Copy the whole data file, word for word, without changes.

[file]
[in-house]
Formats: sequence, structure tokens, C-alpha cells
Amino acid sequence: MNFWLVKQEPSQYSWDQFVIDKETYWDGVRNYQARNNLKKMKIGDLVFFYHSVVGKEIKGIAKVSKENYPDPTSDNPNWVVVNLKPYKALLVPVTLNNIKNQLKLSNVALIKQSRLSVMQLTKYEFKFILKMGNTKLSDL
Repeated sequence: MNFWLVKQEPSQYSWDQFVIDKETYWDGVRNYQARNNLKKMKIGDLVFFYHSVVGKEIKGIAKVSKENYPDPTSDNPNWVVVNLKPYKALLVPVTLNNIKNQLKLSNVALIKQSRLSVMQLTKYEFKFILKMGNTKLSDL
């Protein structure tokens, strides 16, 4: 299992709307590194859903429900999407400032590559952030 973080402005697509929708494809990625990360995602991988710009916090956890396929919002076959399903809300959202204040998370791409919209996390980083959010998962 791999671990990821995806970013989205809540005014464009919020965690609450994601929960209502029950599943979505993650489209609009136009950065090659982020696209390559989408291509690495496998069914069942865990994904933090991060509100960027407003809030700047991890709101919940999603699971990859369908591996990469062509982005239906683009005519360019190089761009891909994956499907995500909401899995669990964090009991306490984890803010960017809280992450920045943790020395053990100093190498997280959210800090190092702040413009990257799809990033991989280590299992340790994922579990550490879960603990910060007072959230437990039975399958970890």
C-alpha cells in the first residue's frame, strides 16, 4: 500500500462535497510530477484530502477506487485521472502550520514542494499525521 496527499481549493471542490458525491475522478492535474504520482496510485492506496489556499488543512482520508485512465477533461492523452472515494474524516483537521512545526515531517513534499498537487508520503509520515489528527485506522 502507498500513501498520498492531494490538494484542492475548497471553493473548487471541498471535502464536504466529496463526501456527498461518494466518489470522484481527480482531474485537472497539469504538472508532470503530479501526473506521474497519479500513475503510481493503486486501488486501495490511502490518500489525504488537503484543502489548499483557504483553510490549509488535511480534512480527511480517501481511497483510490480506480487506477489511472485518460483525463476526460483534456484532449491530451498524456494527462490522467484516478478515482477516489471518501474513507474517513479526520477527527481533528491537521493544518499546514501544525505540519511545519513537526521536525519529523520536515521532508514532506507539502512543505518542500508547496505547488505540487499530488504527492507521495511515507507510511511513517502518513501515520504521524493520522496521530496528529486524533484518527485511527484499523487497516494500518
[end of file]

[in-house]
Formats: sequence, structure tokens, C-alpha cells
Amino acid sequence: MNFWLVKQEPSQYSWDQFVIDKETYWDGVRNYQARNNLKKMKIGDLVFFYHSVVGKEIKGIAKVSKENYPDPTSDNPNWVVVNLKPYKALLVPVTLNNIKNQLKLSNVALIKQSRLSVMQLTKYEFKFILKMGNTKLSDL
Repeated sequence: MNFWLVKQEPSQYSWDQFVIDKETYWDGVRNYQARNNLKKMKIGDLVFFYHSVVGKEIKGIAKVSKENYPDPTSDNPNWVVVNLKPYKALLVPVTLNNIKNQLKLSNVALIKQSRLSVMQLTKYEFKFILKMGNTKLSDL
């Protein structure tokens, strides 16, 4: 299992709307590194859903429900999407400032590559952030 973080402005697509929708494809990625990360995602991988710009916090956890396929919002076959399903809300959202204040998370791409919209996390980083959010998962 791999671990990821995806970013989205809540005014464009919020965690609450994601929960209502029950599943979505993650489209609009136009950065090659982020696209390559989408291509690495496998069914069942865990994904933090991060509100960027407003809030700047991890709101919940999603699971990859369908591996990469062509982005239906683009005519360019190089761009891909994956499907995500909401899995669990964090009991306490984890803010960017809280992450920045943790020395053990100093190498997280959210800090190092702040413009990257799809990033991989280590299992340790994922579990550490879960603990910060007072959230437990039975399958970890």
C-alpha cells in the first residue's frame, strides 16, 4: 500500500462535497510530477484530502477506487485521472502550520514542494499525521 496527499481549493471542490458525491475522478492535474504520482496510485492506496489556499488543512482520508485512465477533461492523452472515494474524516483537521512545526515531517513534499498537487508520503509520515489528527485506522 502507498500513501498520498492531494490538494484542492475548497471553493473548487471541498471535502464536504466529496463526501456527498461518494466518489470522484481527480482531474485537472497539469504538472508532470503530479501526473506521474497519479500513475503510481493503486486501488486501495490511502490518500489525504488537503484543502489548499483557504483553510490549509488535511480534512480527511480517501481511497483510490480506480487506477489511472485518460483525463476526460483534456484532449491530451498524456494527462490522467484516478478515482477516489471518501474513507474517513479526520477527527481533528491537521493544518499546514501544525505540519511545519513537526521536525519529523520536515521532508514532506507539502512543505518542500508547496505547488505540487499530488504527492507521495511515507507510511511513517502518513501515520504521524493520522496521530496528529486524533484518527485511527484499523487497516494500518